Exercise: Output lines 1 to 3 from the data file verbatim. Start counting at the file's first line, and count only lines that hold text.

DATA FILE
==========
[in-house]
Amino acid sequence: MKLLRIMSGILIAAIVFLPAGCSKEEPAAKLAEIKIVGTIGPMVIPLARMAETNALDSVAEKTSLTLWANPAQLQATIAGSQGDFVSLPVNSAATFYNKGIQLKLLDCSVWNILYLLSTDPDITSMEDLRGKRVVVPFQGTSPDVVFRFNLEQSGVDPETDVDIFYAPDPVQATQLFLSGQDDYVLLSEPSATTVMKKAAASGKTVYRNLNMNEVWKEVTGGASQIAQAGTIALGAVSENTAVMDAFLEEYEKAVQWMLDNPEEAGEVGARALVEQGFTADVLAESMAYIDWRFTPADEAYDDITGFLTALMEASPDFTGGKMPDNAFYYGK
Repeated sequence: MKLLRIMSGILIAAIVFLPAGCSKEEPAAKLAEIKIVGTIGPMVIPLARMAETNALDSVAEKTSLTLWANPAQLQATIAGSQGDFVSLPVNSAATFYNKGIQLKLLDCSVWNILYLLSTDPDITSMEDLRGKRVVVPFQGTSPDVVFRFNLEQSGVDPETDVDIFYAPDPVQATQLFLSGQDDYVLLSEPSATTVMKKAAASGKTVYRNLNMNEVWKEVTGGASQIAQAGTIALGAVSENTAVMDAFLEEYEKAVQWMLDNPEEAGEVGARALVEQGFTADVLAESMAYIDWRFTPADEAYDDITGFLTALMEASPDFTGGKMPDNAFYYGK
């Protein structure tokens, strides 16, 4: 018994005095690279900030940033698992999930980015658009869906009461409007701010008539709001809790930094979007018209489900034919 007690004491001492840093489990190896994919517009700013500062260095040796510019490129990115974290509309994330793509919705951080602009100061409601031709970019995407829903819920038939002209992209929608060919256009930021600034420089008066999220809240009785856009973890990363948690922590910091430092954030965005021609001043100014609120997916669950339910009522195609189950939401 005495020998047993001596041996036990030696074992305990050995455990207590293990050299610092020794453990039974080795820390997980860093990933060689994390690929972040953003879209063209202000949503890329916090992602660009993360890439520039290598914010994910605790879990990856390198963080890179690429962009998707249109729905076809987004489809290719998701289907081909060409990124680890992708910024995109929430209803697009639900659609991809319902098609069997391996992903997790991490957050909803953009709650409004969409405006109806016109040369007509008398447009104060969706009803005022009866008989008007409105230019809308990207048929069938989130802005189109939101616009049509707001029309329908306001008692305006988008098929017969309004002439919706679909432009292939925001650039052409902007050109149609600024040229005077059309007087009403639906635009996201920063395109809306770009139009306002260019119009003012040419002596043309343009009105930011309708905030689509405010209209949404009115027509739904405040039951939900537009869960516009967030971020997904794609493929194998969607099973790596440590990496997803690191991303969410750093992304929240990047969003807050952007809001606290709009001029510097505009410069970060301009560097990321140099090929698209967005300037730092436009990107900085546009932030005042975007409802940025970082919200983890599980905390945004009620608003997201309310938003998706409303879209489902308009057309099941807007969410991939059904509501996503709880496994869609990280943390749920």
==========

[in-house]
Amino acid sequence: MKLLRIMSGILIAAIVFLPAGCSKEEPAAKLAEIKIVGTIGPMVIPLARMAETNALDSVAEKTSLTLWANPAQLQATIAGSQGDFVSLPVNSAATFYNKGIQLKLLDCSVWNILYLLSTDPDITSMEDLRGKRVVVPFQGTSPDVVFRFNLEQSGVDPETDVDIFYAPDPVQATQLFLSGQDDYVLLSEPSATTVMKKAAASGKTVYRNLNMNEVWKEVTGGASQIAQAGTIALGAVSENTAVMDAFLEEYEKAVQWMLDNPEEAGEVGARALVEQGFTADVLAESMAYIDWRFTPADEAYDDITGFLTALMEASPDFTGGKMPDNAFYYGK
Repeated sequence: MKLLRIMSGILIAAIVFLPAGCSKEEPAAKLAEIKIVGTIGPMVIPLARMAETNALDSVAEKTSLTLWANPAQLQATIAGSQGDFVSLPVNSAATFYNKGIQLKLLDCSVWNILYLLSTDPDITSMEDLRGKRVVVPFQGTSPDVVFRFNLEQSGVDPETDVDIFYAPDPVQATQLFLSGQDDYVLLSEPSATTVMKKAAASGKTVYRNLNMNEVWKEVTGGASQIAQAGTIALGAVSENTAVMDAFLEEYEKAVQWMLDNPEEAGEVGARALVEQGFTADVLAESMAYIDWRFTPADEAYDDITGFLTALMEASPDFTGGKMPDNAFYYGK